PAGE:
The board of Toshiba approved a $15bn offer from a consortium led by a Japanese private equity fund on Thursday, according to two people close to the talks, paving the way for the country’s biggest ever take-private deal.
The 147-year-old conglomerate, which was worth ¥1.8tn ($14bn) at Thursday’s market close, will be acquired by Japan Industrial Partners, a fund leading a consortium of 20 companies including financial services group Orix, Chubu Electric Power and chipmaker Rohm.
At its peak last year, when higher bids were expected from Bain Capital and other global private equity funds, the market valued the group at ¥2.5tn.
The approval heralds the end of an eight-year saga featuring an accounting scandal, a brush with delisting and a fire-sale of the company’s most valuable asset, the flash memory business now known as Kioxia. During the turmoil, Toshiba confronted one of the most embittered shareholder stand-offs in Japanese corporate history.
The deal, if it has the support of Toshiba’s highly vocal shareholders, will cause the company to be delisted — a fate it narrowly avoided in 2017 when the failure of its US nuclear business took it to the edge of bankruptcy.
As a consequence of its financial troubles, Toshiba opted in 2017 for an emergency issuance of $5.4bn worth of new equity in a deal engineered by Goldman Sachs. The deal dramatically altered Toshiba’s shareholder register, packing it with a number of aggressive foreign activist funds who have called on the company to find better ways to unlock value.
For the past six years, Toshiba’s largest shareholder has been Effissimo Capital Management, a secretive, Singapore-based fund run by Japanese managers that has applied heavy pressure on Toshiba throughout.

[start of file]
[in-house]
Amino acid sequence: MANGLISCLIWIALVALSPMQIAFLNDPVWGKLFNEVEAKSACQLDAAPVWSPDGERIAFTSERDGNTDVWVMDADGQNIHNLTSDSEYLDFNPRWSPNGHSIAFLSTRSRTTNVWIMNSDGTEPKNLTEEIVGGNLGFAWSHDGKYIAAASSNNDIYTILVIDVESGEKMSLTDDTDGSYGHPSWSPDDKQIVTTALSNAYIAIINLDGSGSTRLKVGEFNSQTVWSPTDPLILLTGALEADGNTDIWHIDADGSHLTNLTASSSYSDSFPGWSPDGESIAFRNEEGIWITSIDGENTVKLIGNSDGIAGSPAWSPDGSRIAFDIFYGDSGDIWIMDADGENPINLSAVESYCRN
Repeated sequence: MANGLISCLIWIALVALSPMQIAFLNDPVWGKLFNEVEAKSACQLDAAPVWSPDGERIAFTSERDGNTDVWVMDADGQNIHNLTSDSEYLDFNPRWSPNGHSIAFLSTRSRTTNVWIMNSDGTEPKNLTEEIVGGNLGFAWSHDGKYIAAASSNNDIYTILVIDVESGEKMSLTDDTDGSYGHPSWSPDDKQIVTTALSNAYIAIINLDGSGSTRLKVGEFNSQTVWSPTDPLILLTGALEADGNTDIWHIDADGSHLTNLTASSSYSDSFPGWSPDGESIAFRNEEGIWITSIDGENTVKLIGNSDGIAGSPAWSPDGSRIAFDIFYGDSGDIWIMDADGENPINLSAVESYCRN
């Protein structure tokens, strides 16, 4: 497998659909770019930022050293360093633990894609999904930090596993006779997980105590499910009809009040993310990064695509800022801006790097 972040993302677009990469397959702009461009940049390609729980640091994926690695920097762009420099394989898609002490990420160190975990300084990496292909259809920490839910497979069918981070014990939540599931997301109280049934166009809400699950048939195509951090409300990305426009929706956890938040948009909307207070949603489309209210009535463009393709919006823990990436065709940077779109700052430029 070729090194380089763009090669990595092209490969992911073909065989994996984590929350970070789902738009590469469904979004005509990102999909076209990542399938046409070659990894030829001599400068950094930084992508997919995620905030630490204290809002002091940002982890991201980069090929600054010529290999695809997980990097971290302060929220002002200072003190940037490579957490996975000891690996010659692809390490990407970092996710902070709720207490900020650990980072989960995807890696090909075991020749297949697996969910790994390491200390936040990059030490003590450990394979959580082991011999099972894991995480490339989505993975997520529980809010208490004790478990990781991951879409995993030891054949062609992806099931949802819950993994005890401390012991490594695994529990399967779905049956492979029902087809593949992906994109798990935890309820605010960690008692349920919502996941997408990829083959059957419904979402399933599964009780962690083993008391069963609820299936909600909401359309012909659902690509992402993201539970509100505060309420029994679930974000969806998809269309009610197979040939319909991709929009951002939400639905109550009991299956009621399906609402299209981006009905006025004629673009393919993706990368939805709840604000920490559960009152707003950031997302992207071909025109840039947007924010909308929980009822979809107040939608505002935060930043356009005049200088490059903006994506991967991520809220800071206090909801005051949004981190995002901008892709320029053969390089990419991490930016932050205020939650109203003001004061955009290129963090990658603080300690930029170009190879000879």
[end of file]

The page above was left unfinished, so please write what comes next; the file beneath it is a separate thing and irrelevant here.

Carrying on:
Toshiba began soliciting bids from last spring, initially attracting interest from the world’s largest buyout funds. But JIP was ultimately chosen as the preferred bidder in October and no other fund submitted a binding proposal to take over the company.
The Japanese fund has previously acquired assets from groups such as Sony and Olympus, but it has no record of buying an entire company of Toshiba’s size.
One investor said that the premium being offered by JIP appeared extremely low, but that there were probably investors on the register that would welcome the chance to exit. “If the shareholders go for it, it’s quite a low-key end to this story, after everything,” he said.
The conglomerate reported worse than expected results in February, with quarterly operating profit falling almost 90 per cent. Chief operating officer Goro Yanase resigned after auditors found he had repeatedly submitted entertainment expenses without reporting the names of attendees, in violation of company rules.
The outcome of the board meeting was first reported by Nikkei and is expected to be confirmed later on Thursday.
Toshiba declined to comment on the board approval. JIP was not immediately available for comment.